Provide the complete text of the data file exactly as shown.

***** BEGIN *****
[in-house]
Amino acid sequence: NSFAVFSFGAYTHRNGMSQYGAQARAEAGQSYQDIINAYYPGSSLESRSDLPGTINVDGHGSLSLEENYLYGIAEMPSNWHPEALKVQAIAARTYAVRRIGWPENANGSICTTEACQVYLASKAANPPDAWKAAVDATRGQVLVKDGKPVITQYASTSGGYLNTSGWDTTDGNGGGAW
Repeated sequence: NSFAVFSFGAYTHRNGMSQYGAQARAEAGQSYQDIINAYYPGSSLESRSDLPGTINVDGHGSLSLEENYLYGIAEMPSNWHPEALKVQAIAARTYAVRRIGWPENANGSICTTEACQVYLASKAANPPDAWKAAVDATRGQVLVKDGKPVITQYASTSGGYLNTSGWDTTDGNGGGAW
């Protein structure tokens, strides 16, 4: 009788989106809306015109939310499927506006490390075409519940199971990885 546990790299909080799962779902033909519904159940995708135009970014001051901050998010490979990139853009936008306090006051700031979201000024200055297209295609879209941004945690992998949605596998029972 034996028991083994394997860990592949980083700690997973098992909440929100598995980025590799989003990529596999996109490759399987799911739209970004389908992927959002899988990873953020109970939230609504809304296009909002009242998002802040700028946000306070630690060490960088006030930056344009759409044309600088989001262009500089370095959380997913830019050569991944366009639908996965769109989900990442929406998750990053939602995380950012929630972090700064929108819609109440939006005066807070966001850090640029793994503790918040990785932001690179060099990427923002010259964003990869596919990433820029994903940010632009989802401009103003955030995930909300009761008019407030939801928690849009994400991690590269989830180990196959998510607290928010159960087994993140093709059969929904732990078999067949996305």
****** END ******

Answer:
[in-house]
Amino acid sequence: NSFAVFSFGAYTHRNGMSQYGAQARAEAGQSYQDIINAYYPGSSLESRSDLPGTINVDGHGSLSLEENYLYGIAEMPSNWHPEALKVQAIAARTYAVRRIGWPENANGSICTTEACQVYLASKAANPPDAWKAAVDATRGQVLVKDGKPVITQYASTSGGYLNTSGWDTTDGNGGGAW
Repeated sequence: NSFAVFSFGAYTHRNGMSQYGAQARAEAGQSYQDIINAYYPGSSLESRSDLPGTINVDGHGSLSLEENYLYGIAEMPSNWHPEALKVQAIAARTYAVRRIGWPENANGSICTTEACQVYLASKAANPPDAWKAAVDATRGQVLVKDGKPVITQYASTSGGYLNTSGWDTTDGNGGGAW
């Protein structure tokens, strides 16, 4: 009788989106809306015109939310499927506006490390075409519940199971990885 546990790299909080799962779902033909519904159940995708135009970014001051901050998010490979990139853009936008306090006051700031979201000024200055297209295609879209941004945690992998949605596998029972 034996028991083994394997860990592949980083700690997973098992909440929100598995980025590799989003990529596999996109490759399987799911739209970004389908992927959002899988990873953020109970939230609504809304296009909002009242998002802040700028946000306070630690060490960088006030930056344009759409044309600088989001262009500089370095959380997913830019050569991944366009639908996965769109989900990442929406998750990053939602995380950012929630972090700064929108819609109440939006005066807070966001850090640029793994503790918040990785932001690179060099990427923002010259964003990869596919990433820029994903940010632009989802401009103003955030995930909300009761008019407030939801928690849009994400991690590269989830180990196959998510607290928010159960087994993140093709059969929904732990078999067949996305």